Common Practice Myths That May Be Costing You Time and Money, and Causing Harm to Your Patients
1 hour Audio and Power Point Presentation
Recorded April 19, 2016
Identify commonly held practices that many clinicians have continued despite evidence that they are not effective or maybe even dangerous. Using evidence to debunk these practices will improve efficiency, patient safety and outcomes, and also save your urgent care center money. Topics to include: sterile procedures, risky medication practices, headache, abscess, and ankle fracture management.
•Recognize that long held practices based on sterile procedure are outdated and unnecessary in the urgent care setting
•Determine which patients with abscesses can be treated with home management vs those that need a return visit and recheck
•Identify risky and unnecessary medication combinations that can endanger your patients
•List at least three pitfalls of headache management
•Identify which ankle fractures can be managed with commercially available splints instead of fiberglass
Faculty Bio: Patrick O'Malley, MD
Dr. Patrick O'Malley, MD. Board Certified emergency physician, Urgent Care Physician, Lexington Medical Center, Columbia, SC. Graduate of East Carolina University, Brody School of Medicine, residency training at Carolinas Medical Center in Charlotte, NC. 8 years of post-residency emergency medicine experience and 2 years of almost exclusive work in a 44k annual patient volume urgent care owned and operated by Lexington Medical Center. Interested in improving processes, solving problems, helping physicians improve efficiency, and giving patients better outcomes. Partner in a medical device development company, helping physicians develop medical device concepts and getting them into the marketplace. Active physician inventor with an interest in products that save time and reduce risk to the clinician and patient.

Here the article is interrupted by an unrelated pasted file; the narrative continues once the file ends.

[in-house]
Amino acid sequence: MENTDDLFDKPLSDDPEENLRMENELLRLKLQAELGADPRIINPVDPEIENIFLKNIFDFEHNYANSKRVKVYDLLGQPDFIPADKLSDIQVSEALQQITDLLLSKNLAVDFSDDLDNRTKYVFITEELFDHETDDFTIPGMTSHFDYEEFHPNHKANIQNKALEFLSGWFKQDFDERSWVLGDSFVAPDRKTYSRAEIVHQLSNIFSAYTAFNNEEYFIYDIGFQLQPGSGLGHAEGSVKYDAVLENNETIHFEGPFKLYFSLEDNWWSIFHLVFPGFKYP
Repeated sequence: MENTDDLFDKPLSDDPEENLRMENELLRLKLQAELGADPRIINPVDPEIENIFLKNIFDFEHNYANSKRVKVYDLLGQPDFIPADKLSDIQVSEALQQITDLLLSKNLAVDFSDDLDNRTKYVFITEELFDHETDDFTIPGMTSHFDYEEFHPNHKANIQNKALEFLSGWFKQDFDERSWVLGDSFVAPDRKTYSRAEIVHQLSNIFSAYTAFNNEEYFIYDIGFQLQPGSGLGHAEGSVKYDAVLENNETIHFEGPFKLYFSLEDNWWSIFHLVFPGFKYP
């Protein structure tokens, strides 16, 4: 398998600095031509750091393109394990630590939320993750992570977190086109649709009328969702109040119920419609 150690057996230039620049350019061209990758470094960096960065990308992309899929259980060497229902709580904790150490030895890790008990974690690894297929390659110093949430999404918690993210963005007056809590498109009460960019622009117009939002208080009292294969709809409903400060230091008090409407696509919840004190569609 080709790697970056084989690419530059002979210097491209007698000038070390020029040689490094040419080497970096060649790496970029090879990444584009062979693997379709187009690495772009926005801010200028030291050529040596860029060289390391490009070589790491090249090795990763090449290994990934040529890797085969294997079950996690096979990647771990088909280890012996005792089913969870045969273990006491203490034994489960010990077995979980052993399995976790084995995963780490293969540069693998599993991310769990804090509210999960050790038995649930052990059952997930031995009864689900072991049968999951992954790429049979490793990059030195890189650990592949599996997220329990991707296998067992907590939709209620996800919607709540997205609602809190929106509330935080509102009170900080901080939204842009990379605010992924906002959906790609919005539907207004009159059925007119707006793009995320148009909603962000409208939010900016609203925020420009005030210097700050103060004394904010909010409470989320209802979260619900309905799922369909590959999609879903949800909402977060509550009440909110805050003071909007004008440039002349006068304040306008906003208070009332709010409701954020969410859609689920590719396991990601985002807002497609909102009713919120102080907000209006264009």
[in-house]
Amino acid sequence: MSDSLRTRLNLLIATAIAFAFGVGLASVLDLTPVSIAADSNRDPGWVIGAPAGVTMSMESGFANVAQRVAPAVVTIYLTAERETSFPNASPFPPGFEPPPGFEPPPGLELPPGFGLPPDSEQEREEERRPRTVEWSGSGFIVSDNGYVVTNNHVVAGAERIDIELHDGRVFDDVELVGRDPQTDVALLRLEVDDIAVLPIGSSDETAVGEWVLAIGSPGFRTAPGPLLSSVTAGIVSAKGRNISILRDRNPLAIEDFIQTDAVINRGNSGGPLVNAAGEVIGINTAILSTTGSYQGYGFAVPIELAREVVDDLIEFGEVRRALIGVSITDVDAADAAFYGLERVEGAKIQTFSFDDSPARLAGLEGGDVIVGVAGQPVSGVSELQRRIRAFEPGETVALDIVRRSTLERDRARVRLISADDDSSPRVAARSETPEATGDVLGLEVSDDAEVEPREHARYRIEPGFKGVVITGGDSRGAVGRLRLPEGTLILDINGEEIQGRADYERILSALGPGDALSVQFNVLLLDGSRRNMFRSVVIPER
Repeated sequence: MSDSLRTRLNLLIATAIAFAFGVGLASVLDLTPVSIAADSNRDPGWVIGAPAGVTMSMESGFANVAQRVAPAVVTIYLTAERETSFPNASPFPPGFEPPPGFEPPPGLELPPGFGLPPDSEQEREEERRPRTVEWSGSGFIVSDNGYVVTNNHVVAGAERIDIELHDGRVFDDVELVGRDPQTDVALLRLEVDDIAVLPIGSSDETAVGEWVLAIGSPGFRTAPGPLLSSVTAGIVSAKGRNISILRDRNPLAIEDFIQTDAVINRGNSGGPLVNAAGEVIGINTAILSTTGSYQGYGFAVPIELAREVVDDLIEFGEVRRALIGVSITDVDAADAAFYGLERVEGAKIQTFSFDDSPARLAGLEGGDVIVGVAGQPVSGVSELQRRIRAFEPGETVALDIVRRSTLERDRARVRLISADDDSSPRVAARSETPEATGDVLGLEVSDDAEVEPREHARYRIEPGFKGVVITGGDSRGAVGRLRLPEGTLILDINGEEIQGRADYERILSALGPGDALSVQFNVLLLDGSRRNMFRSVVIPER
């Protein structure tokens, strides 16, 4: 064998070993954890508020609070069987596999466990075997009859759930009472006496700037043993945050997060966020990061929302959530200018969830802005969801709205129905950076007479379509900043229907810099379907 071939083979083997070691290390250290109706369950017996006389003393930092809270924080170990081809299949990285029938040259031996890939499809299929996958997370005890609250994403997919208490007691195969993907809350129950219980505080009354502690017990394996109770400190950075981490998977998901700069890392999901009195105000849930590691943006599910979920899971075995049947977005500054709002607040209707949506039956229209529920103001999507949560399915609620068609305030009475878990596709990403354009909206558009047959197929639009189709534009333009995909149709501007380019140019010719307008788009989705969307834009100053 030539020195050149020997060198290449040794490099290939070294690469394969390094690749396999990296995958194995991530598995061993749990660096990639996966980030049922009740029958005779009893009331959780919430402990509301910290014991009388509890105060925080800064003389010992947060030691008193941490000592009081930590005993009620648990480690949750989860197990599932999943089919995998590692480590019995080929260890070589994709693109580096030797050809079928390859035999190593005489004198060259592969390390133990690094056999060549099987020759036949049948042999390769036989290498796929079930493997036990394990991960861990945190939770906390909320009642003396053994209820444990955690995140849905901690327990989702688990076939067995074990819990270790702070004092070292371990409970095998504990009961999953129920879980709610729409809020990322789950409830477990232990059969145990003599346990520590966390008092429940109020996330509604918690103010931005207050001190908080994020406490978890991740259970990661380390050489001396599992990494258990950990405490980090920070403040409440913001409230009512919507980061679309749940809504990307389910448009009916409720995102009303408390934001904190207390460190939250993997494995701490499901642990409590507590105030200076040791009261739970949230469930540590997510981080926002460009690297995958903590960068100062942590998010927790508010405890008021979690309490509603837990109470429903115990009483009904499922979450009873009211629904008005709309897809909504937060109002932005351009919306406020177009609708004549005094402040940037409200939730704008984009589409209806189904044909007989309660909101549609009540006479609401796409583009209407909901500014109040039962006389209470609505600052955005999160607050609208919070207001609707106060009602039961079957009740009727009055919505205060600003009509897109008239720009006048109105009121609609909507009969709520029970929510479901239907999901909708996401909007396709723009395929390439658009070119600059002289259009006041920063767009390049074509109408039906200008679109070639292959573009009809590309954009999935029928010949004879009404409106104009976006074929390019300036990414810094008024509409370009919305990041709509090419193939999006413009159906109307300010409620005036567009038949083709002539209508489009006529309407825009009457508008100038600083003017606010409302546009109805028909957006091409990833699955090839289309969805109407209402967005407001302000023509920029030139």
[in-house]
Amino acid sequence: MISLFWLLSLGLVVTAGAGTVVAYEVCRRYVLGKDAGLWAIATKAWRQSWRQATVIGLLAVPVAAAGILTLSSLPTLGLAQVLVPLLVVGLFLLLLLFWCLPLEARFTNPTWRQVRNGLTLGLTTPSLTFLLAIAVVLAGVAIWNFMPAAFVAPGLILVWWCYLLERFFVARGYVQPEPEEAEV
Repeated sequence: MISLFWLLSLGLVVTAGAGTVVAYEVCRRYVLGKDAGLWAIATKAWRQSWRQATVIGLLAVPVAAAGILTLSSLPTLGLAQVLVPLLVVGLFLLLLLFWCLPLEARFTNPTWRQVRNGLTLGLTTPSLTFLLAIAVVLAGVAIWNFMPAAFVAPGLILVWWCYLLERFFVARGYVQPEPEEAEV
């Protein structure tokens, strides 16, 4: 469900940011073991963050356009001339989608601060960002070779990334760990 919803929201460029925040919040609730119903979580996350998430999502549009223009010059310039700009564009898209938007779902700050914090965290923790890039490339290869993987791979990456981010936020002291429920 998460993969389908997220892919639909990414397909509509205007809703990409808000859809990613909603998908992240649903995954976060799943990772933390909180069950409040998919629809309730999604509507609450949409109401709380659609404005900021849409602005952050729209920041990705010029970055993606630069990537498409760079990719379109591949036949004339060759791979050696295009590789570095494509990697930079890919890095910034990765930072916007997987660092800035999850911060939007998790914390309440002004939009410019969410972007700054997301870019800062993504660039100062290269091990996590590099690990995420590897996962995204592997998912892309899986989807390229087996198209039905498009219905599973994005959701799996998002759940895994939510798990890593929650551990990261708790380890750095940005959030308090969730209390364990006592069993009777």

The Urgent Care Association of America designates this enduring material activity for a maximum of 1 AMA PRA Category 1 Credit(s)TM. Physicians should claim only the credit commensurate with the extent of their participation in the activity.
This activity has been planned and implemented in accordance with the Essential Areas and Policies of the Accreditation Council for Continuing Medical Education. Credit for this course is good for 1 year after purchase.
Urgent Care Management Certificate
Submitting for Credit:
If you would like to submit for either of the credit above, once you complete the activity you must submit for credit you will need to complete the 5 question exam. You must answer 3 out of 5 correctly to receive credit. Your credit will be placed in your profile under Professional Development or click on "My Credits". Email email@example.com with questions.
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